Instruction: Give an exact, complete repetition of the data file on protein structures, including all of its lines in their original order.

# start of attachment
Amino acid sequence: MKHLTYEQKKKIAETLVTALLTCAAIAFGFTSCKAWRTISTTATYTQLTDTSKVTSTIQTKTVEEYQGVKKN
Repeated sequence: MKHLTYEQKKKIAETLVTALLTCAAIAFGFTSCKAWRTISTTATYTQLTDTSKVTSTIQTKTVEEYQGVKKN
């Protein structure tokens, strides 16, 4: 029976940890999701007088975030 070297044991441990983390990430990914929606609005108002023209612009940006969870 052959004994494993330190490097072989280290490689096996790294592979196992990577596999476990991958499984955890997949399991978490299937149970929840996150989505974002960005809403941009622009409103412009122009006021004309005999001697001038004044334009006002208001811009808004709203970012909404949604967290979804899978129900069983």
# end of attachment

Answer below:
Amino acid sequence: MKHLTYEQKKKIAETLVTALLTCAAIAFGFTSCKAWRTISTTATYTQLTDTSKVTSTIQTKTVEEYQGVKKN
Repeated sequence: MKHLTYEQKKKIAETLVTALLTCAAIAFGFTSCKAWRTISTTATYTQLTDTSKVTSTIQTKTVEEYQGVKKN
């Protein structure tokens, strides 16, 4: 029976940890999701007088975030 070297044991441990983390990430990914929606609005108002023209612009940006969870 052959004994494993330190490097072989280290490689096996790294592979196992990577596999476990991958499984955890997949399991978490299937149970929840996150989505974002960005809403941009622009409103412009122009006021004309005999001697001038004044334009006002208001811009808004709203970012909404949604967290979804899978129900069983």